Why we still need to evict Labour

The party's return to office offers no hope for pluralism.

How should we vote? By "we", I mean all of us who are democrats: women and men who treasure liberty, regard our fellow citizens as our moral and political equals, want honest government, honourable leaders and an economic policy not motivated primarily by the urge to make Britain fit for global finance.

Last week the New Statesman published my critique of the state of British politics after 13 years of New Labour. My hope was that by providing an overview I might encourage people to think about the larger picture and view the choices on offer in its light.

My conclusion was that from this perspective we must seek to hang the two main parties. There are now four responses to my essay -- three by David Marquand, Sunder Katwala and Neal Lawson, all of whom I greatly admire and count as friends, and Roy Hattersley.

To compress my argument, our country faces two profound crises. One is welcome: the public has finally recognised it cannot trust a system that has long needed to be changed. Voters now rightly view the two parties as part of a single political class that looks after bankers while doing its best to get a piece of the action. Is this unfair to a few individuals? Of course it is. But having personalised our politics rather than constitutionalising it, as they had the chance to do, our leaders have only themselves to blame. I tried to make the point as strongly as I could:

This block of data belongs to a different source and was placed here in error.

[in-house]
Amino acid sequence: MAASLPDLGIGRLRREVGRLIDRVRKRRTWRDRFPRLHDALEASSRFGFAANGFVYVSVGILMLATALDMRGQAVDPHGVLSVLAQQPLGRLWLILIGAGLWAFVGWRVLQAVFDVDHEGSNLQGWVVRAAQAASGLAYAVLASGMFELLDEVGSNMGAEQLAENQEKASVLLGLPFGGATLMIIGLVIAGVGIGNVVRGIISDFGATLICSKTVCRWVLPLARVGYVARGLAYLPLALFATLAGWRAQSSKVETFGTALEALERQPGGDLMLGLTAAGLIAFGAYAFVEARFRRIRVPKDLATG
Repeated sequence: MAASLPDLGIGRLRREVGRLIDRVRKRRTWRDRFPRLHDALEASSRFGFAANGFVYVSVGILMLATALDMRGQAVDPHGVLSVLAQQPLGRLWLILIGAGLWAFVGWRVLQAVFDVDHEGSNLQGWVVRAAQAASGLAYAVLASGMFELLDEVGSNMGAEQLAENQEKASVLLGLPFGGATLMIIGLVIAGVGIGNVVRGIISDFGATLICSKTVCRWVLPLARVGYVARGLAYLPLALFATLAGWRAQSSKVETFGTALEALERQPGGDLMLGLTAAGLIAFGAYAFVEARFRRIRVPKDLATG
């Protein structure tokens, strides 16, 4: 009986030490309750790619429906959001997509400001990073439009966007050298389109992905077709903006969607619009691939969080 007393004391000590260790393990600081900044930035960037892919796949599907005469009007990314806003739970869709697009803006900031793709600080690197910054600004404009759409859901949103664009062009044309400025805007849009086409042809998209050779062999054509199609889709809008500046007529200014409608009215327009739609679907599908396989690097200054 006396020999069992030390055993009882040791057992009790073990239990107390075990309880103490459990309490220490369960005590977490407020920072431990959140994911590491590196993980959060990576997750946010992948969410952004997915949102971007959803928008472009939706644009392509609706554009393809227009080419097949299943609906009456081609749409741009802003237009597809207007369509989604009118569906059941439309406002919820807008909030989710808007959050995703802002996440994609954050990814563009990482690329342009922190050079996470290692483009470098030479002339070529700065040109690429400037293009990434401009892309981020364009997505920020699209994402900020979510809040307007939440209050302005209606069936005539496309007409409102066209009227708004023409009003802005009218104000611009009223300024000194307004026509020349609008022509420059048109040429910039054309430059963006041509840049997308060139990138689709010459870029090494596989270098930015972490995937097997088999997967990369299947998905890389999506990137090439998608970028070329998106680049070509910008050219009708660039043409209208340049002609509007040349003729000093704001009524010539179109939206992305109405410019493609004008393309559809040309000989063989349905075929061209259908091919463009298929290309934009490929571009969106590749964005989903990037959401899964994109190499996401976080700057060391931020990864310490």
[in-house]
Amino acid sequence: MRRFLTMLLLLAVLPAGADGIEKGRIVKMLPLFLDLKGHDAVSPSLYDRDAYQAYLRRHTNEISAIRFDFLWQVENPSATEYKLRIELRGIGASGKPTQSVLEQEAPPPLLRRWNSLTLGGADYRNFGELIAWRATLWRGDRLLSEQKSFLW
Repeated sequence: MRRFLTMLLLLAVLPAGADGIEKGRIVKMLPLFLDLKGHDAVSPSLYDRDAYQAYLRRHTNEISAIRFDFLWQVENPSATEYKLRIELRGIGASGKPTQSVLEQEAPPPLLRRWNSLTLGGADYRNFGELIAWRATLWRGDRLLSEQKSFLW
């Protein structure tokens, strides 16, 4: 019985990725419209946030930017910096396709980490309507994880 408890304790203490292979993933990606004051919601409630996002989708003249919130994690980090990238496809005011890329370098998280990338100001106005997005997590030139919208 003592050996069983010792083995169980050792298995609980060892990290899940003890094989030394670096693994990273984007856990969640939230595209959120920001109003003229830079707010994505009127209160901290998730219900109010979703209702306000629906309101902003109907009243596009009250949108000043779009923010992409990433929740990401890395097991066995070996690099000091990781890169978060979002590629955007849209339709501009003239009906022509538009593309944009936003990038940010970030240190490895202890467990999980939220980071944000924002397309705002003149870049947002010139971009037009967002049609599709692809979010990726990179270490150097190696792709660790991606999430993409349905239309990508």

. . . when the government attacked the Conservatives over the influence on them of Michael Ashcroft's money, Cameron's reply was that "people in glasshouses shouldn't throw stones". In parliamentary terms, the riposte worked. But the episode confirms that ordinary voters are right to see both parties as living in the same corrupt conservatory.

I made a mistake. It was William Hague, standing in for Cameron at Prime Minister's Questions, who said it on 3 March. But as if to confirm my point, Peter Mandelson responded on 23 March to Cameron's call for an inquiry into the Dispatches exposé. He told Newsnight, "The best remark I can make about Mr Cameron is that people in glasshouses should not throw stones."

Mandelson looked pleased with himself. His smirk was identical to Hague's. What should voters do in the face of a choice between two party leaderships, each of which shamelessly taunts the other as being as bad as itself?

Watch the Dispatches programme again, perhaps, with its sickening demonstration of the everyday culture of cashing in, from Labour ex-cabinet ministers to Baroness Sally Morgan, "one of Tony Blair's closest and longest-standing political advisers", to the aptly named Tory backbencher Sir John Butterfill?

 

The purger's response

Voter disgust is welcome because it registers a truth: the corruption is systemic, not exceptional. It is rooted in such obvious British practices as permitting MPs to work for and be paid by other masters when they are supposed to be our legislators. The simple reform of banning this was considered but rejected by Brown when he became premier.

None of my critics faces up to this transforming crisis for the old system. It is not just that the way we are governed is unacceptable and it is now seen to be unacceptable by the public. There has been what I called a historic "Gotcha!" moment. The real similarity of the two main parties overrides their differences in the eyes of the electorate, and for good reasons. Today, the starting point is for democrats to support and articulate this, not repress or ignore it, as my critics do.